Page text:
Potential health effects on workers as a result of climate change are included in a new report from the US Global Change Research Program.
The US Global Change Research Program Climate and Health Assessment report (https://health2016.globalchange.gov) contains a section on populations of concern, including outdoor workers and workers who may be exposed to other extreme weather environments.
Climate change may increase the severity and prevalence of known occupational hazards, as well as the development of new hazards, with outdoor workers being most at risk—particularly agricultural workers, commercial fishers, utility workers, construction workers, transportation workers, and first responders.
The report states that workers in hot indoor work environments such as warehouses and factories are also at risk for health effects caused by climate change.
“The risk workers face from climate change includes working in hotter temperatures and the possibility of longer spans of hot days for outside work. These kinds of exposures can cause heat-related illnesses, as well as stress and fatigue, which can put workers at risk for injury,” says the National Institute for Occupational Safety and Health (NIOSH). “Workers may also have less control over their exposures to climate-change-related risks than the general public.”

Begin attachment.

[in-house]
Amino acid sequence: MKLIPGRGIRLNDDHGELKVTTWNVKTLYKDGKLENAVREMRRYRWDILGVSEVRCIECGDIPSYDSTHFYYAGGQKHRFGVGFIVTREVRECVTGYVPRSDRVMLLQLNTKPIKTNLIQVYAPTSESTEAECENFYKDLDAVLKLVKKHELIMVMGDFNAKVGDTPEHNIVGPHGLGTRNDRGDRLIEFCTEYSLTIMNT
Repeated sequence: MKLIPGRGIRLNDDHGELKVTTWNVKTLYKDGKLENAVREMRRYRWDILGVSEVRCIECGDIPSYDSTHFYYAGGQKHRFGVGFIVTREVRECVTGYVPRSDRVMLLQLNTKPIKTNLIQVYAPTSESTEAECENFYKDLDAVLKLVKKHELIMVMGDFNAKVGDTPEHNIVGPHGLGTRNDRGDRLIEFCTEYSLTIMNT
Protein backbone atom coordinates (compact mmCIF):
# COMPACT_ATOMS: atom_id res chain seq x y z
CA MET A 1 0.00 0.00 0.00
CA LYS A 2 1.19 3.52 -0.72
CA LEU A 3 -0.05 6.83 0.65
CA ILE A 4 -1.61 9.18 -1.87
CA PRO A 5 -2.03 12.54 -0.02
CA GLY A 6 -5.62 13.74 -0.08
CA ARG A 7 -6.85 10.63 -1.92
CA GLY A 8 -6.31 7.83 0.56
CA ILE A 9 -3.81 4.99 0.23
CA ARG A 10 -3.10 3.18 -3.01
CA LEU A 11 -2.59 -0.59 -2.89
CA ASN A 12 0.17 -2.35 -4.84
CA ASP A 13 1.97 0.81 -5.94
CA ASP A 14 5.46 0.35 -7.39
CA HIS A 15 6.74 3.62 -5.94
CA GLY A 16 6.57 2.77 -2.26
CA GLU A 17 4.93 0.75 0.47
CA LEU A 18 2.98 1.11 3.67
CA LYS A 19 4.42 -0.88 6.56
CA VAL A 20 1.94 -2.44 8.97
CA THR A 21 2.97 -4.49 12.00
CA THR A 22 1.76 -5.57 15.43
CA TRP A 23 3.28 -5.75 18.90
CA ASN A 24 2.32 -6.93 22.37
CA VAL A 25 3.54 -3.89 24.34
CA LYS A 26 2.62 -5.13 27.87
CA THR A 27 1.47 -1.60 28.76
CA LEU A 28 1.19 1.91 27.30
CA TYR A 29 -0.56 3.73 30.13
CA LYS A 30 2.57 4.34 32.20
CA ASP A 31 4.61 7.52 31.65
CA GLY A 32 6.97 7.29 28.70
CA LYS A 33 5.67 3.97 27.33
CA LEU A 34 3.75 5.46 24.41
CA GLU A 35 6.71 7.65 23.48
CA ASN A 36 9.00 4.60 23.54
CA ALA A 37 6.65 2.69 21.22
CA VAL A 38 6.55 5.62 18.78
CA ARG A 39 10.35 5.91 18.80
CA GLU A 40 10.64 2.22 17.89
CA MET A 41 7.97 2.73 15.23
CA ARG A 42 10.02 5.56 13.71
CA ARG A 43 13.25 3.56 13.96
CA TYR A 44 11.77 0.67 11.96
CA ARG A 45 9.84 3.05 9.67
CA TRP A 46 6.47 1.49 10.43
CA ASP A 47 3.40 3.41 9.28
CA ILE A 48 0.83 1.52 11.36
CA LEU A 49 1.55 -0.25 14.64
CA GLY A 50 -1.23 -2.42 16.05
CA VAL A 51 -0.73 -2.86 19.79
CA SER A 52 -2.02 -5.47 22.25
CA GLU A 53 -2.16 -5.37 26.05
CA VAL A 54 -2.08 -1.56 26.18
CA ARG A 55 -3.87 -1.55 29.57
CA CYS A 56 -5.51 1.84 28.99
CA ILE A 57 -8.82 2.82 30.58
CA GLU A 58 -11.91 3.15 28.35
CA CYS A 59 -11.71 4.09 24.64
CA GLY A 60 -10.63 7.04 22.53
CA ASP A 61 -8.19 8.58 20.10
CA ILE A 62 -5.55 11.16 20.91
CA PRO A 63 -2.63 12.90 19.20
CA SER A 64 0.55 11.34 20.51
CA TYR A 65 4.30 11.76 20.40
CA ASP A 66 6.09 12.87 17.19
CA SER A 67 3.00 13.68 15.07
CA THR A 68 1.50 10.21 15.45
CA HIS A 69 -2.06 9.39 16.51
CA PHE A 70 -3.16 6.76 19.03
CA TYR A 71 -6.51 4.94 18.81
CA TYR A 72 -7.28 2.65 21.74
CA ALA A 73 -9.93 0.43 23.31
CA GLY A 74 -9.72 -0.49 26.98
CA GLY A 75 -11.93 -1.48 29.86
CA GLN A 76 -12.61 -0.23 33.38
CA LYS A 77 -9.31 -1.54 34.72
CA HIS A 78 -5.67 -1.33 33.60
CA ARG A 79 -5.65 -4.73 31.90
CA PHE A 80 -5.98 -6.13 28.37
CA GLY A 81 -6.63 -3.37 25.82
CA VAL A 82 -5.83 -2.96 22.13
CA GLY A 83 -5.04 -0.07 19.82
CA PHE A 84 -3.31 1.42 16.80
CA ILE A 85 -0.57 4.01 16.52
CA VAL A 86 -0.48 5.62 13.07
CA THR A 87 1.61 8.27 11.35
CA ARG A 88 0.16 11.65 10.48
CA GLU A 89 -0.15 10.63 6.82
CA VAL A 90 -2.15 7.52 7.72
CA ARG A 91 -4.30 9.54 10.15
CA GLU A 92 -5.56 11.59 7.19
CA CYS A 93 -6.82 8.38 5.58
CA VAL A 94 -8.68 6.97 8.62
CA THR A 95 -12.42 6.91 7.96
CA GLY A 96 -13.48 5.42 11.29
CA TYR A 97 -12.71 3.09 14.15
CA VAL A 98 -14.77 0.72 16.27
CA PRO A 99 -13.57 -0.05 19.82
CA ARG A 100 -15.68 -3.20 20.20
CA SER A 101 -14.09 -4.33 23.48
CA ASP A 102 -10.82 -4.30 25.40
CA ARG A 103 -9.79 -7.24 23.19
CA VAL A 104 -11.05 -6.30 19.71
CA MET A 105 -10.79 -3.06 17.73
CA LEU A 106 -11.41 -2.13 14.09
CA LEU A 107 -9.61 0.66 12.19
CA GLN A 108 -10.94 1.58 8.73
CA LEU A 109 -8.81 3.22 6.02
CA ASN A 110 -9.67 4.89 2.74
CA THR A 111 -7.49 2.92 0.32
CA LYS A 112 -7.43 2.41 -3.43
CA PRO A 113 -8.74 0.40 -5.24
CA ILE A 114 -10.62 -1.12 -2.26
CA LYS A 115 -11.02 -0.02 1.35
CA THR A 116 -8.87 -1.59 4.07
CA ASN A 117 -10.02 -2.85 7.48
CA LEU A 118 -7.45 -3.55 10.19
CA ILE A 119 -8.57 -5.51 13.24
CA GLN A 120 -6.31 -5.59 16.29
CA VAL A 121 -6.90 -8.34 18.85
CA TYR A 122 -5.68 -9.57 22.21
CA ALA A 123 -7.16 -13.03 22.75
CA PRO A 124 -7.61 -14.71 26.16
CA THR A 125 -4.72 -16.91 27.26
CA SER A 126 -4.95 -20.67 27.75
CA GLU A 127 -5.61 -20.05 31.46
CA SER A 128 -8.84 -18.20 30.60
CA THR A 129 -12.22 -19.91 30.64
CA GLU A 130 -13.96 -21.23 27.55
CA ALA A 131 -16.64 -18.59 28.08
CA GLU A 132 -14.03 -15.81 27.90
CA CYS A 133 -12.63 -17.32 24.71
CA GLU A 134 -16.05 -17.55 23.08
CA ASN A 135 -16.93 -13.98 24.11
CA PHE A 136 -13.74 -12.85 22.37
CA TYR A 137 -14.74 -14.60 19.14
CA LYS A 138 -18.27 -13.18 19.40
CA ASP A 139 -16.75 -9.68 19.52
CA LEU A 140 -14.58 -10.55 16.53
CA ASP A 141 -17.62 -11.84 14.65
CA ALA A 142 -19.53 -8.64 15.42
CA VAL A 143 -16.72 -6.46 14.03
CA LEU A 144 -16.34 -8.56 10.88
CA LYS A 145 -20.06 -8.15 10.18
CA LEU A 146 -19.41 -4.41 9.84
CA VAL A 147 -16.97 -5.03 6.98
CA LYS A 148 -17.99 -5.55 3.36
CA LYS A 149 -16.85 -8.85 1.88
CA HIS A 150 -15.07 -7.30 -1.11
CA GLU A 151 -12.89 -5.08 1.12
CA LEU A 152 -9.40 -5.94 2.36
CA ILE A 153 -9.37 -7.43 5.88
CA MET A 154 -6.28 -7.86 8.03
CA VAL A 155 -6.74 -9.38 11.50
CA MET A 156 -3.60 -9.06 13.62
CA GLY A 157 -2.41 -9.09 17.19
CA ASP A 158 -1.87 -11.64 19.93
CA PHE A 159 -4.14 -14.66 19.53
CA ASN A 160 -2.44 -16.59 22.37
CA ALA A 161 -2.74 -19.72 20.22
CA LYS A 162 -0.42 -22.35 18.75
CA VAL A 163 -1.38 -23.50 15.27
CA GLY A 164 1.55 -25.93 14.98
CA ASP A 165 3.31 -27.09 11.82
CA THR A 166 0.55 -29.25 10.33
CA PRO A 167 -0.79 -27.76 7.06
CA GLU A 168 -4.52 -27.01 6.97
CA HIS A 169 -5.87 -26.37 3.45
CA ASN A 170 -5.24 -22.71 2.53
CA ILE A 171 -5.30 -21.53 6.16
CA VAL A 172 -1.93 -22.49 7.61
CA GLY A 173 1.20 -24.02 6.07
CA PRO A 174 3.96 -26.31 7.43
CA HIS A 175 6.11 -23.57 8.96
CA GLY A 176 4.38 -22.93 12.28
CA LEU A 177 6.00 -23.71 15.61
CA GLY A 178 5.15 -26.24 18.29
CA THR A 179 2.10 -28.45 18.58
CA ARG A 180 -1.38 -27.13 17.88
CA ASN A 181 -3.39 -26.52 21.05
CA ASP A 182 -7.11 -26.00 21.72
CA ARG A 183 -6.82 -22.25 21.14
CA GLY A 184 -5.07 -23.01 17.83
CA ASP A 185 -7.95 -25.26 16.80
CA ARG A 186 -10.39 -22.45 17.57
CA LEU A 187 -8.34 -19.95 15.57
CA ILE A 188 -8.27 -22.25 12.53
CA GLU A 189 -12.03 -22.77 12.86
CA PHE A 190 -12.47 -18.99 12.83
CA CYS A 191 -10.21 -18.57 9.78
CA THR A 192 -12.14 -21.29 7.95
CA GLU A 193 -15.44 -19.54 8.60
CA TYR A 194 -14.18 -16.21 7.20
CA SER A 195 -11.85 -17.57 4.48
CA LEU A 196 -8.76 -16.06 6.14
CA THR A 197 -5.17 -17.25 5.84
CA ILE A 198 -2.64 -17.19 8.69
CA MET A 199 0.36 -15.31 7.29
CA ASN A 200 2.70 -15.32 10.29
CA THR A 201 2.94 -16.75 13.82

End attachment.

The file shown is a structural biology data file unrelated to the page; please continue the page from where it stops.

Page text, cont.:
The report also notes that changes in climate patterns can cause increasingly frequent and severe weather extremes, such as storms, flooding and drought. Warmer and drier conditions have also increased the duration of the wildland fire season.
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